Both inner and outer layers were formed simultaneously with the result that they are firmly bound together. Strength tests have shown that when the two layers are forced apart, they seldom fracture along the boundary. The building is finished with a lime render on the outside and a clay plaster applied to the interior walls. The roof is zinc with timber supports and a light earth insulating mix to stop cold bridging.

Other departures from tradition include the use of concrete blocks for the foundations and plinth and a concrete floor slab on a layer of foam glass insulation. Goodhew says that future buildings would ideally use less carbon-intensive materials for these elements.

The contract to build the experimental structure was awarded to local builder Chris Noakes, who readily admits that he had no prior experience of building with earth. This is no impediment to the project, however, which aims to prove that cob building does not demand special skills or years of experience.

Nevertheless, Noakes took the wise precaution of employing a subcontractor, Dartington-based Paul Barclay, who had previously built his own cob house.

Although not even Barclay had used this method of cob building before, the construction team quickly got the hang of mixing and placing the material. After the first 600mm lift, the cob was placed in 250mm-deep lifts, working around the entire perimeter rather than building walls up in sections.

Progress was slow to start with but quickly accelerated as the team got into their stride. “The biggest technical issue has been ensuring the formwork remains plumb as you build up,” says Noakes, “but time is probably going to be the main objection for most builders.”

There is no denying that building with cob can be a slow process – particularly when compared with some of the off-site ‘modern methods of construction’ now available. Each lift needs to dry partially before the next can be cast on and weather, especially in the southwest, can slow this process right down. To help speed things up, the CobBauge building was constructed underneath a temporary roof supported over the scaffold.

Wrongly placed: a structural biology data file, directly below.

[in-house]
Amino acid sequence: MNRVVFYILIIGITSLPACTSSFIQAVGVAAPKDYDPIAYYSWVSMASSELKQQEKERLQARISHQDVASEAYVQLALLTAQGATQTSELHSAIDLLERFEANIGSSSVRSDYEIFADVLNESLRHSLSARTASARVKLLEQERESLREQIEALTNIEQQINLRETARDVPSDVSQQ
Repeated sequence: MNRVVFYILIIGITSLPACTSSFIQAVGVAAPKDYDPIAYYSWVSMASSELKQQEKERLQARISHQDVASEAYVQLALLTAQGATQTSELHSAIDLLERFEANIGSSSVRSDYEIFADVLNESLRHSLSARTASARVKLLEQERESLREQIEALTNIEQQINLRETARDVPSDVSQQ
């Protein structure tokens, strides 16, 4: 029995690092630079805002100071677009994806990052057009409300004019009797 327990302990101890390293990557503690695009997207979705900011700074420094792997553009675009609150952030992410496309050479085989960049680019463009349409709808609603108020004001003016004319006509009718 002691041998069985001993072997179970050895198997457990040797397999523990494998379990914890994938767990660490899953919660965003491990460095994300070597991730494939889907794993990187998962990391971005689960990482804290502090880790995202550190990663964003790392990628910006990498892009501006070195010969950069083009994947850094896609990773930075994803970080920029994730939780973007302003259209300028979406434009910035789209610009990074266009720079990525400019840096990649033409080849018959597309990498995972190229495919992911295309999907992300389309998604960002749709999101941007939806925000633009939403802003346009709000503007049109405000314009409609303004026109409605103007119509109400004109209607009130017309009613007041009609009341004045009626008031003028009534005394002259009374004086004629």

“It is slower than other methods, but this is not a vast impediment if you plan the work carefully,” says Goodhew. “And it was good to see Chris and his team refine their technique and really make good progress,” he adds.

Time constraints aside, cob has unique benefits, insists Goodhew. It is a simple, natural material with an extremely small carbon footprint, it is easy to work with and it is durable.

Best of all, it is locally abundant and really cheap. “Cob is made from subsoil. Nobody wants subsoil; they just dump it,” he says. “I went to a local site recently where a housing developer is building 45 new homes. They had 10,000 tonnes of subsoil just piled up in berms.

“It takes about 100 tonnes of subsoil to build one cob house; they’re building 45 homes on this site and they’ve got enough free raw material there to build twice that number,” adds Goodhew.

If the CobBauge project succeeds, cob will once again become a desirable choice for low-cost, low-carbon homes that are sympathetic to their local environment. The new building at Plymouth University is an important step towards this goal and is already generating a lot of interest, says Matthew Fox.

“Interest has just exploded, worldwide,” he says. “We’ve got colleagues in Australia and the US that want to use our data as well as others here in the UK. This is the first cob building ever to meet UK building regulations.”

This article was first published in the January 2022 issue of The Construction Index Magazine. Please sign up online